I love the ritual of afternoon tea–scones and devon cream and little sandwiches in the lull of an afternoon and in the company of a companion. This time, I went to Brown’s, the highly regarded afternoon tea place in the Mayfair district–for many people, afternoon tea is synonymous with Brown’s.
I was honestly disappointed with Brown’s for tea, feeling rather cramped and uncomfortable in their space. While it definitely has an air of history, I was dismayed by the seating arrangements–the two of us were cramped into a seating arrangement that was clearly for four (one of us having to share a loveseat sofa with someone from another party). The sandwiches and pastries were unremarkable–so what’s the big deal?
Still, afternoon tea is quite a delight in my book. When I go to London, afternoon tea is an indulgement that I rediscover–and when I return home, a ritual that I crave for quite some time.
But why crave it? Why not indulge it?
On impulse, I decided to make some scones (the Cheese Board recipe, my favorite!), buy some devon clotted cream, and make little sandwiches. On further impulse, I invited a friend over for afternoon tea.
Click–when things come together, it is quite a wonder. This afternoon, we had an impulse tea, complete with fresh baked scones, devon cream, jam, and little egg salad finger sandwiches. Accompanied, of course, by Mariage Freres’ Marco Polo Rouge (rooibos) tea.
It was a great little break in the day, one that got two friends to sit down, if for a brief moment, to pause and share an enjoyable hour together. Genius.
Why do I not indulge myself more often? You ought to try it, too.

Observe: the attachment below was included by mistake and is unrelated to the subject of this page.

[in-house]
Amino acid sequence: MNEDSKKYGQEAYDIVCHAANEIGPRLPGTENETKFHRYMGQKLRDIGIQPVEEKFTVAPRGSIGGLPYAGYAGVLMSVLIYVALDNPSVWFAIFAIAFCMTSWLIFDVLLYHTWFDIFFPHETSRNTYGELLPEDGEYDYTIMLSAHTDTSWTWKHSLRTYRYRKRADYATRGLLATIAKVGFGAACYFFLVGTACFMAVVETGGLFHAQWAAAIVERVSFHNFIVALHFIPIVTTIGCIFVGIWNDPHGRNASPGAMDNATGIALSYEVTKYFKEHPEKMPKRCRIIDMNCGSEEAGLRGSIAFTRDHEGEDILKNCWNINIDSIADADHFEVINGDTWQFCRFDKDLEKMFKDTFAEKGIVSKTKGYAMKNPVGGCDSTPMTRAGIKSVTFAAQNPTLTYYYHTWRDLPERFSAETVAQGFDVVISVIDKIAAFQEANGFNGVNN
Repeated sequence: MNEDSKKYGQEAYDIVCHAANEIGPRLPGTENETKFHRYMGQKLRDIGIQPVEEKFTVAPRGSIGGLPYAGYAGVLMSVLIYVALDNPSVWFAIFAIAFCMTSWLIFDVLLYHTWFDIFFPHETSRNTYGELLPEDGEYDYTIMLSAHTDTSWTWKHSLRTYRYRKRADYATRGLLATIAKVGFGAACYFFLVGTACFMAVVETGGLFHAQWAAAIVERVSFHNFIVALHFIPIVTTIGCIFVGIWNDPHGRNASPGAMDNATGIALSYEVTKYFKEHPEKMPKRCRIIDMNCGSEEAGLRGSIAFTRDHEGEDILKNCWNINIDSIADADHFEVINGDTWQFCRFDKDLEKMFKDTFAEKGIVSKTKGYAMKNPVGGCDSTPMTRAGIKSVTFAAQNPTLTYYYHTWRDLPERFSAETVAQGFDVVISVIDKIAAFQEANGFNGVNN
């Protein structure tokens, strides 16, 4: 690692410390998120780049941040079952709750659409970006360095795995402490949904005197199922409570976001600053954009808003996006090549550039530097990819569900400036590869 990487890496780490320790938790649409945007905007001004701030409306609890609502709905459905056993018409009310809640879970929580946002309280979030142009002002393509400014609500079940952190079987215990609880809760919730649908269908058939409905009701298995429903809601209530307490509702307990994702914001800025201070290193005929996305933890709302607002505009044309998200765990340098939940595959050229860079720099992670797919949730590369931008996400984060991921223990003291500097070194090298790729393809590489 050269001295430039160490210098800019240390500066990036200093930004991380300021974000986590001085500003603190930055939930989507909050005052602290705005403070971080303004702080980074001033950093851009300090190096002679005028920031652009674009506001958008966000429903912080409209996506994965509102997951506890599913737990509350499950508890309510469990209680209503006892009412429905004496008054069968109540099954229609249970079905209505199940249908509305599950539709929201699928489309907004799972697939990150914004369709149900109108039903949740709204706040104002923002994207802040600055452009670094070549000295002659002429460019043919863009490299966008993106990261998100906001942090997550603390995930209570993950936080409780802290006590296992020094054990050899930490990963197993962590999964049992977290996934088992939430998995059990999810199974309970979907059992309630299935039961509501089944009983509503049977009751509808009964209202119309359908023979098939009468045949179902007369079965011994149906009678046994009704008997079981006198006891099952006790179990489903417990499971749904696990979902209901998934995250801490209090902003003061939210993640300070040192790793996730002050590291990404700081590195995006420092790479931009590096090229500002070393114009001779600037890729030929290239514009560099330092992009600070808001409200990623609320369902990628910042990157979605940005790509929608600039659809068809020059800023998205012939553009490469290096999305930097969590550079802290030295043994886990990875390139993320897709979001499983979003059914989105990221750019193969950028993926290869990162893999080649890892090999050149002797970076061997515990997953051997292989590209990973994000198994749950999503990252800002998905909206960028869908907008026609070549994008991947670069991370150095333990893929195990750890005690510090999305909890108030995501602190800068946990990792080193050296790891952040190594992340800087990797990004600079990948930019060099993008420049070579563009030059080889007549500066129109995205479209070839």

The Cheese Board scone recipe follows…
CHEESE BOARD SCONE RECIPE
Currant Scones (from the Cheese Board cookbook)
“This is the original Cheese Board breakfast scone, and for years it was the only kind of scone … baked. …The production of this scone has changed from its humble beginnings of about sixty scones a day to over six hundred being made on Saturdays.”
Makes 10 to 12 Scones
Preparation time including baking: 45 minutes
3-1/2 cups unbleached all-purpose flour
1/2 teaspoon baking soda
1 tablespoon baking powder
1/2 teaspoon kosher salt
3/4 cup sugar
1 cup (2 sticks) cold unsalted butter, cut into 1-inch cubes
1 cup dried currants
3/4 cup heavy cream (you can substitute 2% lowfat milk if you want lower fat content)
3/4 cup buttermilk (you can use lowfat buttermilk)
1/4 cup sugar
1/8 teaspoon ground cinnamon
Preheat the oven to 375F. Line a baking sheet with parchment paper or a baking mat.
Sift the flour, baking soda and baking powder together into a large bowl. (or mixing bowl–stir on low speed in the mixing bowl with a paddle attachment for the following steps).
Add the salt and sugar to the bowl and stir with a wooden spoon until combined. Add the butter and cut it in with a pastry cutter or 2 dinner knives until is the size of small peas. Using the spoon, mix in the currants. Make a well in the center and add the cream and buttermilk. Mix briefly, just until the ingredients come together; some loose flour should remain at the bottom of the bowl.
Gently shape the dough into balls about 2-1/4 inches in diameter (they should have a rough, rocky exterior) and place them on the prepared pan about 2 inches apart.
For the topping, mix the sugar and cinnamon together in a small bowl. Sprinkle the mixture on the top of the scones. Bake on the middle rack of the oven for 25 to 30 minutes, or until golden brown. Transfer the scones to a wire rack to cool.